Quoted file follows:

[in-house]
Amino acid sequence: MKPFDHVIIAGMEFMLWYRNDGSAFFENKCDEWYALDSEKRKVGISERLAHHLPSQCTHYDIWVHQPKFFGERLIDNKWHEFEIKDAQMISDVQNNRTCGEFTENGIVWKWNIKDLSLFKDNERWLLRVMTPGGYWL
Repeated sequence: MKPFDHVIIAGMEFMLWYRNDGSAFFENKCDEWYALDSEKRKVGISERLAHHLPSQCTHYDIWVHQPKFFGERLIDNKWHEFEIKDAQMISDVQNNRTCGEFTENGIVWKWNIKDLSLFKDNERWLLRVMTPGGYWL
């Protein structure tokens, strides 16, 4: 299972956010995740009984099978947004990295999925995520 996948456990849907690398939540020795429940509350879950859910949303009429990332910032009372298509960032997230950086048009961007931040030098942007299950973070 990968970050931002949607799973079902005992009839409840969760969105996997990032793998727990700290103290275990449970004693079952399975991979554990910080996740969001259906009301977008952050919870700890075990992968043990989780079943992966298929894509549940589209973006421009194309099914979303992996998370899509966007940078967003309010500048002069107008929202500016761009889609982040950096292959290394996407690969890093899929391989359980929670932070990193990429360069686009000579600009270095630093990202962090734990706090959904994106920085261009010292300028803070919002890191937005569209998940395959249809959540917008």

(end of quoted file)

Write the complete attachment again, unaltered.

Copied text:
[in-house]
Amino acid sequence: MKPFDHVIIAGMEFMLWYRNDGSAFFENKCDEWYALDSEKRKVGISERLAHHLPSQCTHYDIWVHQPKFFGERLIDNKWHEFEIKDAQMISDVQNNRTCGEFTENGIVWKWNIKDLSLFKDNERWLLRVMTPGGYWL
Repeated sequence: MKPFDHVIIAGMEFMLWYRNDGSAFFENKCDEWYALDSEKRKVGISERLAHHLPSQCTHYDIWVHQPKFFGERLIDNKWHEFEIKDAQMISDVQNNRTCGEFTENGIVWKWNIKDLSLFKDNERWLLRVMTPGGYWL
């Protein structure tokens, strides 16, 4: 299972956010995740009984099978947004990295999925995520 996948456990849907690398939540020795429940509350879950859910949303009429990332910032009372298509960032997230950086048009961007931040030098942007299950973070 990968970050931002949607799973079902005992009839409840969760969105996997990032793998727990700290103290275990449970004693079952399975991979554990910080996740969001259906009301977008952050919870700890075990992968043990989780079943992966298929894509549940589209973006421009194309099914979303992996998370899509966007940078967003309010500048002069107008929202500016761009889609982040950096292959290394996407690969890093899929391989359980929670932070990193990429360069686009000579600009270095630093990202962090734990706090959904994106920085261009010292300028803070919002890191937005569209998940395959249809959540917008």